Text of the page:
19th-early 20th century, China. Nephrite: light grayish yellow-green with minor gray markings. Built on an impressive scale (31 lb., 14 kg.) and sculpted with monumental simplicity, this jade image convincingly portrays a holy Buddhist figure. In facial and body type it conforms to the standard portrayals of Bodhidarma and bears a marked resemblance to the “Redrobed Bodhidarma” of the Kogakuji in Japan, in which the “robust, full-featured patriarch sits erectly, his- broad-shouldered figure emanating a strong psychological presence”, his face given a “treatment of minute details in a realistic manner…in the style of a Chinese chinso portrait” (Fontein, p. 49. #20). This unlabeled sculpture, however, also bears a resemblance to a number of late Ming-Qing images of luohan (also called rakan or arhat), disciples of the Buddha who have overcome the enemies of passion, hatred and ignorance (Smithies, p. 260). As illustrated in several of the grotto scenes in this Collection, the luohan may be depicted as a generic holy image, heavily robed with a full face, included as a member of a large set of similar, unidentifiable but certainly holy images. Often it appears as an identifiable single figure assigned a specific personal history, legends, associated attributes and vehicles, and physical appearance, or it may be included as a member of a set of identifiable luohan images, in either painting or free-standing sculpture. The type is established early, by the Song, and continues into the present day in both fine and folk art (Barling 2, p. 335, carved wood, with one knee down and one bent, as here; Wang, p. 111, #54, bamboo, mid-Qing; Markbreiter, cover photograph, modern Fukienese style sculpture; CNY 11/29/90, #196, a blanc de chine luohan with long necklace, trimmed beard, pendulous ears, and identical pose). Jade versions from the Qing are known (Keverne, p. 168, #99; Yang, p. 83, #4; and see Schedel, pp. 186-87, pl. 81, a “Buddha”), but few have the quality of stillness, and almost glowering intransigence, so eloquently depicted by this securely seated image. As is typical of many Qing and later sculptures, the fully-shaved head is disproportionately large, particularly noticeable here when compared with the size of the emerging foot. The pose of the legs is conveyed skillfully by the graceful arrangement of the soft outer robe, and the undergarment as it emerges into view on the lower torso is equally convincing. The string of rosary beads, held by the right hand and clinging to the surface of the material, is detailed with equal care. The remarkable face exhibits peculiar goateed beard fronds, deeply knit brows, staring eyes, pudgy cheeks and firmly-clenched mouth. The ears, set close to the head, are elongated, and there is almost no neck. The two-toned green material is well-polished overall. Reference: The Yangtze River Collection, Later Chinese Jades published by Helga Wall-Apelt, 1993. SIZE: 13.5″ x 9″ x 6″. (34.3 x 22.9 x 15.2 cm.) CONDITION: Stone with small fissures. Very good. 9-95016 (20,000-30,000) – Lot 16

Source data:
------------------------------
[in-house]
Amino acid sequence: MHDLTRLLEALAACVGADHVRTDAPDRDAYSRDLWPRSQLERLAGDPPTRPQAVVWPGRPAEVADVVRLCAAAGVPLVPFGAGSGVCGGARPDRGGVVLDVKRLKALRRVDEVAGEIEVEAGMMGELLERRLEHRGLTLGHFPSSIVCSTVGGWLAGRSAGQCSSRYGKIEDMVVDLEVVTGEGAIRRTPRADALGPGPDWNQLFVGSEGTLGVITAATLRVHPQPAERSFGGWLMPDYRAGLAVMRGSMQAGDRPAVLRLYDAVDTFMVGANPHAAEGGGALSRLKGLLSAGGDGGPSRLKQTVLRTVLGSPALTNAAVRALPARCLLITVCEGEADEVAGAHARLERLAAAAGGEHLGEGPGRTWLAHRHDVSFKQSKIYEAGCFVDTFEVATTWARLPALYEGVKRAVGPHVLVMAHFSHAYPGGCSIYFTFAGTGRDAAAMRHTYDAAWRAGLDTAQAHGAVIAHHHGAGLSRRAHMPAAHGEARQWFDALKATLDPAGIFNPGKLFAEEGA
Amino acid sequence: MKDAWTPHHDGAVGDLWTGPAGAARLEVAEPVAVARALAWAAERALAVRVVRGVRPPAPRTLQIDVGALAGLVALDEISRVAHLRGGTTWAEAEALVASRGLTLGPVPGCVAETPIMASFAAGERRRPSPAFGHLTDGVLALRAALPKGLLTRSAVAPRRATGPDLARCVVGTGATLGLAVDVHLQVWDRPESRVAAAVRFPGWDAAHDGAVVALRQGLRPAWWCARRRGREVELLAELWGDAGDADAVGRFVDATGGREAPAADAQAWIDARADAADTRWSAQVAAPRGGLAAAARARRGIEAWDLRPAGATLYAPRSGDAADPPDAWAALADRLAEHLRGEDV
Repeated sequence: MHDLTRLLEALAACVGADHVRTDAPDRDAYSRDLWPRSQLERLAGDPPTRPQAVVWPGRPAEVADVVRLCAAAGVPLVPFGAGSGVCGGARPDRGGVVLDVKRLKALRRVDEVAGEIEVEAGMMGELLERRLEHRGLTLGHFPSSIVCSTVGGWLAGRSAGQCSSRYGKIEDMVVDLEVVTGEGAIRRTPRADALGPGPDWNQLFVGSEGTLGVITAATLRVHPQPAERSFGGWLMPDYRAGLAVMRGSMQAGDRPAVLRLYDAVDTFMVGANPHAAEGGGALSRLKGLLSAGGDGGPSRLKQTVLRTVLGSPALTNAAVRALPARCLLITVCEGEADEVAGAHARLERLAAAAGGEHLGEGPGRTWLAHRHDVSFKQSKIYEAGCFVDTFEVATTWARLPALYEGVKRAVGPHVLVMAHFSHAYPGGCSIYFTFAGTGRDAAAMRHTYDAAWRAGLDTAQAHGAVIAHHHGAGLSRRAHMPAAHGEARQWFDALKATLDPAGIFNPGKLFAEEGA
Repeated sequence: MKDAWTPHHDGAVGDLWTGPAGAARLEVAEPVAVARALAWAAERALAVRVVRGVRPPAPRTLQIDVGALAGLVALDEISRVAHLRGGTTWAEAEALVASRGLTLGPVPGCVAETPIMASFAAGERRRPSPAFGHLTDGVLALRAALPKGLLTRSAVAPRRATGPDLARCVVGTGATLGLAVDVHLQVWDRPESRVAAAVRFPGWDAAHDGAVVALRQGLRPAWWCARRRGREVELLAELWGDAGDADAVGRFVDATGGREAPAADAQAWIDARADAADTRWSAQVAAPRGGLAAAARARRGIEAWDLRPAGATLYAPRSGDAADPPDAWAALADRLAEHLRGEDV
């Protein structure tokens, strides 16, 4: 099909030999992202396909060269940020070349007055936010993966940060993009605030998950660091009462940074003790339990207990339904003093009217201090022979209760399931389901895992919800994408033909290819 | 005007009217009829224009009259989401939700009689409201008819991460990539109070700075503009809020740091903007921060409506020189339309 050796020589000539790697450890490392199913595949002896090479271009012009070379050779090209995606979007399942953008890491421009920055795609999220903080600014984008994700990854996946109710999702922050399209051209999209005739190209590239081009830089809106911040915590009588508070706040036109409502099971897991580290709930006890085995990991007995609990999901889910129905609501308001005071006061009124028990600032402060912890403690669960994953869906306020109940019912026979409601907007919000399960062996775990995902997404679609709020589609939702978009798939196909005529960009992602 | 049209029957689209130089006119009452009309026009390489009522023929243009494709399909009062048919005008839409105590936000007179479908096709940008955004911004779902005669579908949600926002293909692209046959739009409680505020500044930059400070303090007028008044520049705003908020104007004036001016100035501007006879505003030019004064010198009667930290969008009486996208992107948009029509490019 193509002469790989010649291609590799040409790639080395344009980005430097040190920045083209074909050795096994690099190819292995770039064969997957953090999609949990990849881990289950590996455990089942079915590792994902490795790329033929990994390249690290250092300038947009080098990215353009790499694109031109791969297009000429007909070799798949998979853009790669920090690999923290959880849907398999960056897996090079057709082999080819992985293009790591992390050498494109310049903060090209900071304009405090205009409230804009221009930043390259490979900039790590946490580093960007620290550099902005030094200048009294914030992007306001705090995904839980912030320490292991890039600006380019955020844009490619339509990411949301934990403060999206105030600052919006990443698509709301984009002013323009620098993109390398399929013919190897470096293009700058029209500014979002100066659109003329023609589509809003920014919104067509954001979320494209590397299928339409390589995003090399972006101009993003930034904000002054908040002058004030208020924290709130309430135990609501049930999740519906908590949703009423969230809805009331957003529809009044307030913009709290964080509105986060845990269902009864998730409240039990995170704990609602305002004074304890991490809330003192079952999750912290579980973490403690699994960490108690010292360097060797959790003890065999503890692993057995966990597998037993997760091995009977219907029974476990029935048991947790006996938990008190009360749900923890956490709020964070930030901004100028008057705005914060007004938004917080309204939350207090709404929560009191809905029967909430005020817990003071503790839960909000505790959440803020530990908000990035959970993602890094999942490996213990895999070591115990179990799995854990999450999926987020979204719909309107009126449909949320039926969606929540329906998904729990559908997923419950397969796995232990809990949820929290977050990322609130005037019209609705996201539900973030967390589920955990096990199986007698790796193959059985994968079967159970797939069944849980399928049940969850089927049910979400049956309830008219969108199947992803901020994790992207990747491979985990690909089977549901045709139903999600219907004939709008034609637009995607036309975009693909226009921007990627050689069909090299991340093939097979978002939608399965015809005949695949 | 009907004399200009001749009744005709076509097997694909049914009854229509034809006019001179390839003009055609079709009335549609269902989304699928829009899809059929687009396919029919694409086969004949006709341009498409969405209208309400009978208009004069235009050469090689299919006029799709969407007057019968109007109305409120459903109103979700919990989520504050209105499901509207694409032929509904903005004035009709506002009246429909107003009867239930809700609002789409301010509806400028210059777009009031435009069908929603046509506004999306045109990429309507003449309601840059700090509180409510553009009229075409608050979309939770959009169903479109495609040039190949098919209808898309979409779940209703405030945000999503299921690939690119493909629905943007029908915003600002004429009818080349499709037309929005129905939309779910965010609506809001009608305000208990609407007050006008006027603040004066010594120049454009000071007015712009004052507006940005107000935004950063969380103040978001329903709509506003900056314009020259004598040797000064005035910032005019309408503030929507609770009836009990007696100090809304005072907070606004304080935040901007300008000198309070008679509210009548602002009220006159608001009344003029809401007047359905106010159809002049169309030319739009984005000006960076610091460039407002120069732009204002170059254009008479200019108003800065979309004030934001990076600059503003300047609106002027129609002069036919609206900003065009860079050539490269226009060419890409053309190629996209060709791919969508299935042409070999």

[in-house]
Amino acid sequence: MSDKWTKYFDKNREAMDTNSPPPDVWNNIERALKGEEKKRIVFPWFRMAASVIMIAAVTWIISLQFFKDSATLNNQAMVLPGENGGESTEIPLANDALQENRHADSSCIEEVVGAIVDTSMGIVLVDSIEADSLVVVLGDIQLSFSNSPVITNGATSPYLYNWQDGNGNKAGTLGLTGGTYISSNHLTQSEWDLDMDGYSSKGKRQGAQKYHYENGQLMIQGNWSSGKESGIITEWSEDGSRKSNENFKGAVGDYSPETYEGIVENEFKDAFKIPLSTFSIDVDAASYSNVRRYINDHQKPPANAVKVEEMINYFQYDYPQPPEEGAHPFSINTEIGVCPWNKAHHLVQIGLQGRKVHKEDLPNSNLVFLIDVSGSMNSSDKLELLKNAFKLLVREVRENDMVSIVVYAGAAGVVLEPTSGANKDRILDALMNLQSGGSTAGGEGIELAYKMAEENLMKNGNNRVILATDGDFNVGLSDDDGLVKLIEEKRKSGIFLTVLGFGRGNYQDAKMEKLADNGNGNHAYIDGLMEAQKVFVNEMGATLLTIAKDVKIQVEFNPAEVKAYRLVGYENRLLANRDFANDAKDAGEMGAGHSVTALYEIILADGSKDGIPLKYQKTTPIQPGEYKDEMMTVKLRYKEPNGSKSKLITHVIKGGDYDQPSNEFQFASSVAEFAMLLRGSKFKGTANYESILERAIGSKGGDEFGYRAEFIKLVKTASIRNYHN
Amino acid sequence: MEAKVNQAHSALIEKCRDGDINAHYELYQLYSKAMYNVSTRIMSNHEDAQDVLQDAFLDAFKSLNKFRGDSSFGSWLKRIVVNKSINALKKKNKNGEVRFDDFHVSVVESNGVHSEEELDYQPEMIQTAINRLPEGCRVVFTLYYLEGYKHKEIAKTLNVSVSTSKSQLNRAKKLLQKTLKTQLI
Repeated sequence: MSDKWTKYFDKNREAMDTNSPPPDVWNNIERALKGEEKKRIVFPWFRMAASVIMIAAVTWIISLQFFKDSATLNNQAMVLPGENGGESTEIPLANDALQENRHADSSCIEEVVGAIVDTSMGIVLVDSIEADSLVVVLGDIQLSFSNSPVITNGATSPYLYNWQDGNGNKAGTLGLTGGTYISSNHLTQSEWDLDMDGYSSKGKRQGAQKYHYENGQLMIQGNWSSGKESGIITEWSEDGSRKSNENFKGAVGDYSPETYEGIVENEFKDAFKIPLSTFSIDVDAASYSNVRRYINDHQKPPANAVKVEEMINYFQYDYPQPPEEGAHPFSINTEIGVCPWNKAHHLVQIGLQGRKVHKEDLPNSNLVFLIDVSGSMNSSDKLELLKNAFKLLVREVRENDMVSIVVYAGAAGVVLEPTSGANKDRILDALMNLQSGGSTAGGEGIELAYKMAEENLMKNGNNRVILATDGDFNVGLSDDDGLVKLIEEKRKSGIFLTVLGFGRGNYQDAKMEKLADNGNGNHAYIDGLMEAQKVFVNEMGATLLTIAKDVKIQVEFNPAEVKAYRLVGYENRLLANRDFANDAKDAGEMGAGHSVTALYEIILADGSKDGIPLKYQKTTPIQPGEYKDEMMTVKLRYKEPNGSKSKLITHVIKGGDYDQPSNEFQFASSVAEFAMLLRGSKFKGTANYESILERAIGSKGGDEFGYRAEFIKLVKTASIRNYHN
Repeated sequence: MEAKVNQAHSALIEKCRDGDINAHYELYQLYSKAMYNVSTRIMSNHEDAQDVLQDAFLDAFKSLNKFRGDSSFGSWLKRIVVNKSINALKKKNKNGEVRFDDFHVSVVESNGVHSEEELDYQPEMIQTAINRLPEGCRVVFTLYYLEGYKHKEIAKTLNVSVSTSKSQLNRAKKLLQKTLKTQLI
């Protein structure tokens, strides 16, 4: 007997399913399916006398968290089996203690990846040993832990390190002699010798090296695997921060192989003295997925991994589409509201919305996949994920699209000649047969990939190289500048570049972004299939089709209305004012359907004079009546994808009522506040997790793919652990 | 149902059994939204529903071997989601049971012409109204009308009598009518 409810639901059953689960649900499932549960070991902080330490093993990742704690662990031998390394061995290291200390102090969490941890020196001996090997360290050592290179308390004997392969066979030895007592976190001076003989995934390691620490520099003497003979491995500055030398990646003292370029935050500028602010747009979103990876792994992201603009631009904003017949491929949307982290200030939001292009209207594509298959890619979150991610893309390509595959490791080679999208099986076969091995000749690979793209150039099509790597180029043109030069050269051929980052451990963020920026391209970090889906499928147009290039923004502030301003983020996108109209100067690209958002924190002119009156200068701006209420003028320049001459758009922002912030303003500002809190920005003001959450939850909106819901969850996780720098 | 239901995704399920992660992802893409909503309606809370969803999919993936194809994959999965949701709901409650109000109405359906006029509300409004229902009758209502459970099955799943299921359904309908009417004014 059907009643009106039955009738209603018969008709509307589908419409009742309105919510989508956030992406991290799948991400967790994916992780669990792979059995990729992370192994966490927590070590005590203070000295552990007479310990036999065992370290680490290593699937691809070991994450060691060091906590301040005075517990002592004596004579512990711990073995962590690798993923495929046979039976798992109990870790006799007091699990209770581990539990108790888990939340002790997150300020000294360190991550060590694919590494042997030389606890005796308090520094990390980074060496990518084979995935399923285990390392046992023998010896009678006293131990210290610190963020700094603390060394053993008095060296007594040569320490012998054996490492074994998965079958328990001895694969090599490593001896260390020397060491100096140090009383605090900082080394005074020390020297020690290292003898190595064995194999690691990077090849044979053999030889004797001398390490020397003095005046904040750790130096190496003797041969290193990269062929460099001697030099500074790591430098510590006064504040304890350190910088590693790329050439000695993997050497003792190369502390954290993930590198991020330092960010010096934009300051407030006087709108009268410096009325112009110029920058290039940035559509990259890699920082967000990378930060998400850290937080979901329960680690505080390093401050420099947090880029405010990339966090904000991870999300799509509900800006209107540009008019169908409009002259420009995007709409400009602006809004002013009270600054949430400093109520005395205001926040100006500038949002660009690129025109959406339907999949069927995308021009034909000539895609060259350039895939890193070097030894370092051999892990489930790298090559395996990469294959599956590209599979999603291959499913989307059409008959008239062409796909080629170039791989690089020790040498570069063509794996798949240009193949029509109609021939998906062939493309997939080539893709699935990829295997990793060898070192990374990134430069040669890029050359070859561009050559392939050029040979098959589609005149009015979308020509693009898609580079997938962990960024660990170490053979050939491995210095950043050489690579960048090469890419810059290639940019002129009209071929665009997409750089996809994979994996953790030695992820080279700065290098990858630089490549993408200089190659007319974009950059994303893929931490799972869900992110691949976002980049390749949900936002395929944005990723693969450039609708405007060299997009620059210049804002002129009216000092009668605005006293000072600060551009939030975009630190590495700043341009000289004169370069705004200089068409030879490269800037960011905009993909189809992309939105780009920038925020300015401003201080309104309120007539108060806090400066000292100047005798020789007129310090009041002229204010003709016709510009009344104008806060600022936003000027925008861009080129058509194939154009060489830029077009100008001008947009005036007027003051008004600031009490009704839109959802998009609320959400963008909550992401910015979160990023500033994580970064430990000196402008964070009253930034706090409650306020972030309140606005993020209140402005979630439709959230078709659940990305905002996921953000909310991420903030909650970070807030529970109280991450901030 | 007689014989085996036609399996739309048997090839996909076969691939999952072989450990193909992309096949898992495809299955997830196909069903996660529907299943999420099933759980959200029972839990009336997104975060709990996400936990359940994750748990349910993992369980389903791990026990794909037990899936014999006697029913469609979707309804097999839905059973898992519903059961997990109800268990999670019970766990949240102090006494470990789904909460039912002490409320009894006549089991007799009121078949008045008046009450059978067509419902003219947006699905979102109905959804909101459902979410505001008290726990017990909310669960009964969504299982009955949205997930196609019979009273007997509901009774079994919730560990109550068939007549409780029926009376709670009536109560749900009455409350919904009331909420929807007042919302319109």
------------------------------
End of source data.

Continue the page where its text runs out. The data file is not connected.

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17

DAOIST PARADISE.

20th century, China. Nephrite: light greenish-gray with minor gray and brown markings and a light brown rind. Fully and deeply carved on both sides of this irregularly shaped low-polished jade block, the details provided by the workshop clearly indicate that this is indeed a shoushan, or mountain of longevity. There are lingzhi fungus nestled by the base of a small entrance into the interior cavities. Pine trees flank openings, a servant carries a calabash, and a crane poses on one leg in a grotto. An image of Laotze riding on his buffalo emerges from another deep cavity (See also Ip, p. 266, #238; Laing, p. 70, #5). The standard forms of waterfall, path, hut and bridge are well-detailed and on the reverse there are several youths clambering over the rocks. The tightness of the detail, producing a rich surface of heightened realism, and the mysterious unseen interior passages which are deeply carved contribute to the interest of this carving. The staining does not relate to any one particular area or form, but rather adds an abstract note of additional visual attraction. Reference: The Yangtze River Collection, Later Chinese Jades published by Helga Wall-Apelt, 1993. SIZE: 7.25″ x 6.75″ x 2.5″. (18.4 x 17.1 x 6.4 cm.) CONDITION: Variegated stone carved in deep relief. Very good. 9-95198 (2,000-3,000) – Lot 17

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23

JADE BUDDHIST MONK WITH BEGGING BOWL.